It is possible to look beyond the rhetoric, to what people like Johnson are doing – what they are trying to achieve through the language they use.
Johnson’s now-infamous article, ‘Denmark has got it wrong. Yes, the burka is oppressive and ridiculous – but that’s still no reason to ban it’ (The Telegraph, 5 August 2018), might have appeared at first glance to support the right to wear a burka or niqab. But Johnson’s track record with misogyny is reinforced from the outset: he describes such women as oppressed and worthy of ridicule, appealing to the all-to-familiar trope of defining women through what they choose to wear, and then degrading that choice.
And throughout the article, he utilises the classic rhetorical strategies of the propagandist, in an attempt to appear reasonable, your friend, someone you’d vote for – because after all, he’s just like you; isn’t he? Let’s consider the ways in which propagandists try to win you over. (Yes, you really can check-list them.)
The rhetorical strategies of propaganda:
- Make an appeal to a political-historical context (such as England’s colonial past, whilst side-stepping any overt mention of its reliance upon slavery).
- Claim a religion is in direct opposition to the state and/or monarchy (create a ‘dialectic’, as it’s known in the business).
- Encourage the reader/listener to self-define with you; make him/her think ‘he’s one of us’ by referencing something basic you have in common.
- Appeal to religion(s) other than the one you’re targeting.
- Appeal to your target reader/listener as a member of a specific demographic of a specific nation (e.g., white, middle class, English). (‘He’s part of our pack.’)
- Present your reader/listener with over-simplified, stock ‘heroes and villains’ (provoke a love/hate opposition).
If a piece of writing or a speech does all or most of this, then it is, without doubt, espousing an ideology of a person or a group who seek power and to oppress others. Such rhetoric fuels and expounds nationalistic propaganda – something for which there should be no place within a truly civilised society. This is exactly what Boris is doing in any forum that will give him a voice.
And it’s not just his track record of attacking Muslims. Alongside his degrading of Muslim women, we can, of course, now add Denmark to the World Map of Boris Johnson Insults. Just this week, the young campaigner Femi Oluwole has detailed on Twitter Johnson’s pernicious use of the language of slavery and empire to support his endless campaign for any attention that might help him become PM.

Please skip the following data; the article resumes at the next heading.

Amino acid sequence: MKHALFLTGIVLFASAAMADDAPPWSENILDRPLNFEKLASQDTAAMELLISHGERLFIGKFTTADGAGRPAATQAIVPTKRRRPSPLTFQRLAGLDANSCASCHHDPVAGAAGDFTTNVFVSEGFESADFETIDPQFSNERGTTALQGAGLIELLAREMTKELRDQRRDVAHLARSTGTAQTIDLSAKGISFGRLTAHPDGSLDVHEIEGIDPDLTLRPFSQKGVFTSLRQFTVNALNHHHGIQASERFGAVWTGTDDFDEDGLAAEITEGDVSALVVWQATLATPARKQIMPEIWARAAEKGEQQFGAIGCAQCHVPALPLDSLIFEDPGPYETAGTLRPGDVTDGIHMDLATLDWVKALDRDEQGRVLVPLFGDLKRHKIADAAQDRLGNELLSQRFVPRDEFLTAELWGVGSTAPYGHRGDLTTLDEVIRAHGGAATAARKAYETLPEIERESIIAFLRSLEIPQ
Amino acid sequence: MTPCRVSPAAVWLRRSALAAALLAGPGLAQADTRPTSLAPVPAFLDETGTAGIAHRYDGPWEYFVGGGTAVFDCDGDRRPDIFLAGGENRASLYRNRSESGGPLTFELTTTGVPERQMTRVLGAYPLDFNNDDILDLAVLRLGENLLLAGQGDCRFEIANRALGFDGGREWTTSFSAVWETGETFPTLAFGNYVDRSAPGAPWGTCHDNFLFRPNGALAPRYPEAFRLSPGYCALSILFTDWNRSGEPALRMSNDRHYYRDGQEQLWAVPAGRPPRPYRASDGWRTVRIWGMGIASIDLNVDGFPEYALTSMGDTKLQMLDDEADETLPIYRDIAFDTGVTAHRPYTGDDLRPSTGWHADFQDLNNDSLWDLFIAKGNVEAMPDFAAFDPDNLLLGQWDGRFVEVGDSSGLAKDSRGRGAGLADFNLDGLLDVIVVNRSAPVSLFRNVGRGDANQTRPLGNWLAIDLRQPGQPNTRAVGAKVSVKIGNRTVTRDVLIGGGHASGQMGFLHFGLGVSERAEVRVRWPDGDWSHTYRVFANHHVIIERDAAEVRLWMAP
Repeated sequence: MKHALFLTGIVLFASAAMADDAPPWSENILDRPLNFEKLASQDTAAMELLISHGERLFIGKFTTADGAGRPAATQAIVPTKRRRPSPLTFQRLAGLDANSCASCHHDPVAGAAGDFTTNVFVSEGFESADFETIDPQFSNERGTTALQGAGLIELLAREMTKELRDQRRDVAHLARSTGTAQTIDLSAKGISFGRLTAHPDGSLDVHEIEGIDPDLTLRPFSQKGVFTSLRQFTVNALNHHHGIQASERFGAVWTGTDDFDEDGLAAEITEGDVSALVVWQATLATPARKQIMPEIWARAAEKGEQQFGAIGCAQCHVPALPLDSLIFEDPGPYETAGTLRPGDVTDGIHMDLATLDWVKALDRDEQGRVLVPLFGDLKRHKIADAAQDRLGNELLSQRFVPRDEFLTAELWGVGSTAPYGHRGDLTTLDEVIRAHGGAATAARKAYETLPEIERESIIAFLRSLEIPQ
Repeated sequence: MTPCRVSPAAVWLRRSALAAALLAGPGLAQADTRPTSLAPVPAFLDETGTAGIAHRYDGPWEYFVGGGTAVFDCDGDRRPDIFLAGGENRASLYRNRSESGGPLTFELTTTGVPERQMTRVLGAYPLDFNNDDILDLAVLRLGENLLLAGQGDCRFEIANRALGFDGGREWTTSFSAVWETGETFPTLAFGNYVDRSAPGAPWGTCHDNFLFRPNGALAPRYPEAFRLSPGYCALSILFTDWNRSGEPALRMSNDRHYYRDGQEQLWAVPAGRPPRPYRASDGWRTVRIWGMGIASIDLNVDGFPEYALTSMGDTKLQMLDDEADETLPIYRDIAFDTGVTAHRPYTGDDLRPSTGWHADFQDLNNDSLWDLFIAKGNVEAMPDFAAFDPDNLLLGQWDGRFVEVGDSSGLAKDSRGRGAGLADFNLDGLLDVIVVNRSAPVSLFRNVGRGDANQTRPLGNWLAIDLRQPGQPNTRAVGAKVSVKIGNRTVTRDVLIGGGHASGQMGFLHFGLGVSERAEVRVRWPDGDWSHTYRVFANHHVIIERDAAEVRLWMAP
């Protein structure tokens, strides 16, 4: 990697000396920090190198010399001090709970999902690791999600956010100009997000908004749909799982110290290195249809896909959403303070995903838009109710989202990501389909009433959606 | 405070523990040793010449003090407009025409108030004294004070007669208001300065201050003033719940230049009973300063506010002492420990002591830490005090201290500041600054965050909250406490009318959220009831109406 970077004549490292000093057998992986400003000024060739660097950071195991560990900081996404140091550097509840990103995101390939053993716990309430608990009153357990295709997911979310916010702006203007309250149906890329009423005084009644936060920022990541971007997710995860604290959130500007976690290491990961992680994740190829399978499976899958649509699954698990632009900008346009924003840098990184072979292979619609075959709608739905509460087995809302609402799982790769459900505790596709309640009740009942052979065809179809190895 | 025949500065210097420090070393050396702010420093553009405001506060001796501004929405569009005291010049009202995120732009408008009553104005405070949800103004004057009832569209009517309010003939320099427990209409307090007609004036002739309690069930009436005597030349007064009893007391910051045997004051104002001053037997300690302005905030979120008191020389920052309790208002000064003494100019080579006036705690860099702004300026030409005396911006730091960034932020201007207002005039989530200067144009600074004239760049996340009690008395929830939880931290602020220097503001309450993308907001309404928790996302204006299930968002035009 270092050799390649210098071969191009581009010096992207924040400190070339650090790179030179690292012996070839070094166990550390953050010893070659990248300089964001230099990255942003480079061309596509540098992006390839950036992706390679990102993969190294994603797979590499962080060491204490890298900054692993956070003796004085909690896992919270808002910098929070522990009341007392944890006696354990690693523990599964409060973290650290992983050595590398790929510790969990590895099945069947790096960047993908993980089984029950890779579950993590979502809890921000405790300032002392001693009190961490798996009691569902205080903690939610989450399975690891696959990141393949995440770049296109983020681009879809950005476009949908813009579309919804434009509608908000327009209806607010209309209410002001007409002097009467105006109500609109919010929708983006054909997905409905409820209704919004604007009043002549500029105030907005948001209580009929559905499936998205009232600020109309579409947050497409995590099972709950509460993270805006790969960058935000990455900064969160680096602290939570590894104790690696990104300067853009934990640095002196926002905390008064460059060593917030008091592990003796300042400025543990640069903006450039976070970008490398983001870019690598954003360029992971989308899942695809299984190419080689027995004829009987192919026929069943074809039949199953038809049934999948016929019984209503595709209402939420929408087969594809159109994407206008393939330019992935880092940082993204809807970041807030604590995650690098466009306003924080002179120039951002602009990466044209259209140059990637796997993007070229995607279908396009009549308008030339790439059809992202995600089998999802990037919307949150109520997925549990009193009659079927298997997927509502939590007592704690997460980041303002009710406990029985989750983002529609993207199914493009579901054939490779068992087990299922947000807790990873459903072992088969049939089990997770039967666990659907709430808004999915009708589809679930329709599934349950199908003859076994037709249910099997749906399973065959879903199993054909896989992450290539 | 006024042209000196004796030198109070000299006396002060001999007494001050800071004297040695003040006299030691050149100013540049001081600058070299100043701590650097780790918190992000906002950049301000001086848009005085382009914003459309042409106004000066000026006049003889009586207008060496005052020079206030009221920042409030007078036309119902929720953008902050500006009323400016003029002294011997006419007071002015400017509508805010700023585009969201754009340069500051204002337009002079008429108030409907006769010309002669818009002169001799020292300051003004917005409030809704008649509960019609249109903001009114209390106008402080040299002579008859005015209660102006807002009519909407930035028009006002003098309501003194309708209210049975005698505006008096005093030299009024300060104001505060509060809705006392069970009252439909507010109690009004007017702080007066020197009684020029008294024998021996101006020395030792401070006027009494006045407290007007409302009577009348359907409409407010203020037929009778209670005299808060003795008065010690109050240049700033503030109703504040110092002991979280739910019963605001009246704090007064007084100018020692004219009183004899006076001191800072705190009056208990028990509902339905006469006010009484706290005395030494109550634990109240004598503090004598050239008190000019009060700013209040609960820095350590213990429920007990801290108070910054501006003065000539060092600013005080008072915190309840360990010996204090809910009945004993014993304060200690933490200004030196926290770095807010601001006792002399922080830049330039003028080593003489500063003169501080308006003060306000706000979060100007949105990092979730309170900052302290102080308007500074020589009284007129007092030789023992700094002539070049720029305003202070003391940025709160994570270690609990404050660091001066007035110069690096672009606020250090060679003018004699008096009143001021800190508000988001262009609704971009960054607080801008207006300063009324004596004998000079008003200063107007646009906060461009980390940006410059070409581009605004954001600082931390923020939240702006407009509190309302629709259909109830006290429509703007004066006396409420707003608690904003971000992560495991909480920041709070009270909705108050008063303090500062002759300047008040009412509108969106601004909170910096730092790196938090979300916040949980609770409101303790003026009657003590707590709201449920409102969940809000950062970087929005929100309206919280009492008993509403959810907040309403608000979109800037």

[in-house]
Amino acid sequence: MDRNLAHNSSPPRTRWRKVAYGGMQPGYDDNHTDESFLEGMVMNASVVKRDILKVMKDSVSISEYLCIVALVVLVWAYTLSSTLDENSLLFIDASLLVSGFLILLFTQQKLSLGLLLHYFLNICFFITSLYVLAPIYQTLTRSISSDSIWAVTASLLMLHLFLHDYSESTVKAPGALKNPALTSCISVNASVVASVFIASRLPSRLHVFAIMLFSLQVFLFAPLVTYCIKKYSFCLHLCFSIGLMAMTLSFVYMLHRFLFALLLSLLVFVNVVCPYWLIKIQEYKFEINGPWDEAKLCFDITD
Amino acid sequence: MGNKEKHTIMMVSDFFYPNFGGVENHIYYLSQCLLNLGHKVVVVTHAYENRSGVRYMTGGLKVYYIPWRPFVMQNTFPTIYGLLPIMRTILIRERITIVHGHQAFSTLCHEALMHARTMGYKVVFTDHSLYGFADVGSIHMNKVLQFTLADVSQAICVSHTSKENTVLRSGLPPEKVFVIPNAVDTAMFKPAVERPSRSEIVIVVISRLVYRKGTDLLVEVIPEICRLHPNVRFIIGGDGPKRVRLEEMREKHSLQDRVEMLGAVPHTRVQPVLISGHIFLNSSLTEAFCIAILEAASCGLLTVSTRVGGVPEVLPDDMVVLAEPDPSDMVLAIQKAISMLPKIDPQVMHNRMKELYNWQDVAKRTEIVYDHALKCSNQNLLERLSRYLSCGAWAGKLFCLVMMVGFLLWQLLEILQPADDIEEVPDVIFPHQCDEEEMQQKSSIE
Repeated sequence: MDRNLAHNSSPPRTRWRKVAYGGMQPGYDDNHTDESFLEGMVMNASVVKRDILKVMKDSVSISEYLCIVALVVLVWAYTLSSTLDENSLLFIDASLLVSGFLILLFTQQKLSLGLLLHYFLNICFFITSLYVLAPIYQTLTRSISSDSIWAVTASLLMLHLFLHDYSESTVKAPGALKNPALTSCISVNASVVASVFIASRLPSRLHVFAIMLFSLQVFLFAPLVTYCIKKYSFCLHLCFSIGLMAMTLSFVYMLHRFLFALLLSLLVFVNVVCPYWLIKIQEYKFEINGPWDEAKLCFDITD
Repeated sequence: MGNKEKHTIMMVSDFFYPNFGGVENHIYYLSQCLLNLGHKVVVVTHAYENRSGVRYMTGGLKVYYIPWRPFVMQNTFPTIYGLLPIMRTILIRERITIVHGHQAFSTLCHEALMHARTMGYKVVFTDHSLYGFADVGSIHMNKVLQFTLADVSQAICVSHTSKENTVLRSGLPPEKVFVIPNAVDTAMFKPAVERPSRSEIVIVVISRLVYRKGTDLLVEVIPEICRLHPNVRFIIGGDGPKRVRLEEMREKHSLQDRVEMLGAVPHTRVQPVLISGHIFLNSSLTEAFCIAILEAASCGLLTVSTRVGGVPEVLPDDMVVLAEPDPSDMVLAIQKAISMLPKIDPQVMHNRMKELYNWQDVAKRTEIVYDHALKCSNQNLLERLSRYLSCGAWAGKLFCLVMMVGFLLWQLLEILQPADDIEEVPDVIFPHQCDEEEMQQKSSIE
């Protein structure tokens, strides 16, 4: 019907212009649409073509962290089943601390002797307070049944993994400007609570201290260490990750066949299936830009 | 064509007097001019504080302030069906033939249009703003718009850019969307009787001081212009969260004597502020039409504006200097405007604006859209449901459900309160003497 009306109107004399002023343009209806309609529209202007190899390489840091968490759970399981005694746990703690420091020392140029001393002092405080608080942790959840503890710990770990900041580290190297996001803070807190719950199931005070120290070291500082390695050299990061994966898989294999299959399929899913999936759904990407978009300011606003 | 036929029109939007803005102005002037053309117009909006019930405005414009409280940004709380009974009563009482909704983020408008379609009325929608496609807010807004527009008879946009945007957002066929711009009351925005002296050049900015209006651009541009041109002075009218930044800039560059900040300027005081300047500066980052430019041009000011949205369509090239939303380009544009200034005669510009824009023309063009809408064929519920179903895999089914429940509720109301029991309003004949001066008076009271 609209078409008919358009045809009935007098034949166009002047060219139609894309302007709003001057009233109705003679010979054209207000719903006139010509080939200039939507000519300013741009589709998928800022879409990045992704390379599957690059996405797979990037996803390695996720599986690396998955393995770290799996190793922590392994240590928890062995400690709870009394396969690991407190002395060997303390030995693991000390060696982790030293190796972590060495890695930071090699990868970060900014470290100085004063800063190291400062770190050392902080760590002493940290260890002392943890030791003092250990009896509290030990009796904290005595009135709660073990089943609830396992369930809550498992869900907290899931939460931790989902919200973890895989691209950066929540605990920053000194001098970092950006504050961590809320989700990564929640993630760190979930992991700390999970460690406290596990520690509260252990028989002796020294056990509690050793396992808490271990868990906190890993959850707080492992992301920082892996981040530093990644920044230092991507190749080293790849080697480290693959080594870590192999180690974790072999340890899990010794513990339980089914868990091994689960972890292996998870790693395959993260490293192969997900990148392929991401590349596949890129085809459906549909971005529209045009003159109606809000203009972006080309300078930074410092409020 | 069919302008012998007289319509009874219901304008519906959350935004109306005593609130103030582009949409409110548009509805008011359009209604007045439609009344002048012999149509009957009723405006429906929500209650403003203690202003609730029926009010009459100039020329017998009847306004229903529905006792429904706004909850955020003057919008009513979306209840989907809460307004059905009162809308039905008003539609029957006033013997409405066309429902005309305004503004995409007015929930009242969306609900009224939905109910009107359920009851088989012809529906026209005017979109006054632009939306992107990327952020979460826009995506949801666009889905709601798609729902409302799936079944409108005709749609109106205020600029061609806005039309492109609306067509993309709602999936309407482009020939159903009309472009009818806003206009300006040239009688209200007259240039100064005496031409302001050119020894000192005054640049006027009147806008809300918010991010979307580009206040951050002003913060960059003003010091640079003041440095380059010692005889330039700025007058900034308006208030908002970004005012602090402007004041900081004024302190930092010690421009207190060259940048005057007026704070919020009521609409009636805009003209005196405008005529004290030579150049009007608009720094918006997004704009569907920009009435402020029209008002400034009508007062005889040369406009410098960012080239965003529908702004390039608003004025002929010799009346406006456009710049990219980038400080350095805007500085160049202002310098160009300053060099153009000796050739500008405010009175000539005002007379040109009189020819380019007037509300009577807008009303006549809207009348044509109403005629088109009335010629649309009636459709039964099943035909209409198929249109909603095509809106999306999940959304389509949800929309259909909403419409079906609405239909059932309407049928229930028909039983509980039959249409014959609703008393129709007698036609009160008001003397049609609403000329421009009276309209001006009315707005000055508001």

But to return to Uxbridge and South Ruislip for a moment: what is Boris trying to achieve when he attacks Muslim females – including those in his own constituency? Why do they appear to rattle his cage more than any other demographic?
It is clear that his understanding of the Qur’an and Hadith are minimal. His attempts to berate other men (particularly those ‘in government’) for their attitudes towards female attire tend to leave one overwhelmed with the dark hues of pots and kettles on every side.
But this is my point: his comments about Muslim women are yet another jab at his own constituency’s minority, for the sake of appealing to a greater number of voters – whatever the cost.
I have worked tirelessly for a decade in Uxbridge, listening to Muslim students – their hopes, their dreams, their career plans, their experience of Islamophobia. It is Johnson’s rhetoric and intransigence that has led me to take a stand. I cannot and will not stand by in the face of racism, hate speech, and Islamophobia (and anti-semitism, which I’ll cover in another post).
I’ve consistently seen non-Muslim students and staff work and relax alongside their Muslim friends and co-workers, in an international, diverse community, where freedom of religion and dress is welcomed. Brunel University excels in its diversity. Yet their own MP refuses to apologise for utilising his position as a columnist in a national daily to refer to certain female students (de facto including those in his own constituency) as ‘looking like a bank robber’ and ‘oppressed’.
[Uxbridge and South Ruislip’s] MP refuses to apologise for utilising his position as a columnist in a national daily to refer to certain female students (de facto including those in his own constituency) as ‘looking like a bank robber’ and ‘oppressed’.
Is this really what he thinks of these constituents? Are those who fall into this category and those who support them simply ‘lost voters’? He urged readers – and, by extension, the majority of his constituents – to do think the same as he does. Is that not hate speech, and inciting Islamophobia? Short answer: it is.
It is Boris Johnson who is the problem, not the burqa.
It is Boris Johnson who is the problem, not the burqa. He is continuing in his mission to normalise the dehumanising of minorities in his constituency, in order to ensure that the majority continue to facilitate his position of power, his propaganda platform, and his on-going feud with another old Etonian.
But are the majority really prepared to fall into line with Boris’ personal view of the world, and so submit to his propaganda?
Are his ‘values’ really those of the majority of his constituents? I think – and hope – not. We’re better than that. This country is better than that. His stereotypes should not and must not be acceptable. We must challenge such rhetoric at every opportunity.
His claims that ‘British’ values have always been at odds with Islam – that it is ‘foreign’ and so to be feared – are nothing more than a crude attempt to make majority voters hate minorities. It appeals to pack instinct: see off the weaker ones. Stereotypes – in any form and directed at any target – are offensive, harmful and simply wrong (because they are based on preconceptions, rather than evidence). Simply put, stereotypes are ‘preconceived and oversimplified idea[s] of the characteristics which typify a person, situation, etc.; an attitude based on such a preconception’ (Oxford English Dictionary Online, 2018).
It is time to end the preconceptions, and put an end to hatred and nationalism as the acceptable face of British politics. With every election, voters in Uxbridge and South Ruislip – as elsewhere – have an opportunity to say enough is enough, and to make it clear that utilising the British press and political podium to incite racism, xenophobia and Islamophobia has to stop. Whatever your political party: it is time to bring down Boris and all he represents.
Please make sure you find time to vote in the local elections on 2 May, and vote for those who say NO to racism and division.
Let’s send a clear message that it’s time to #DemandBetter.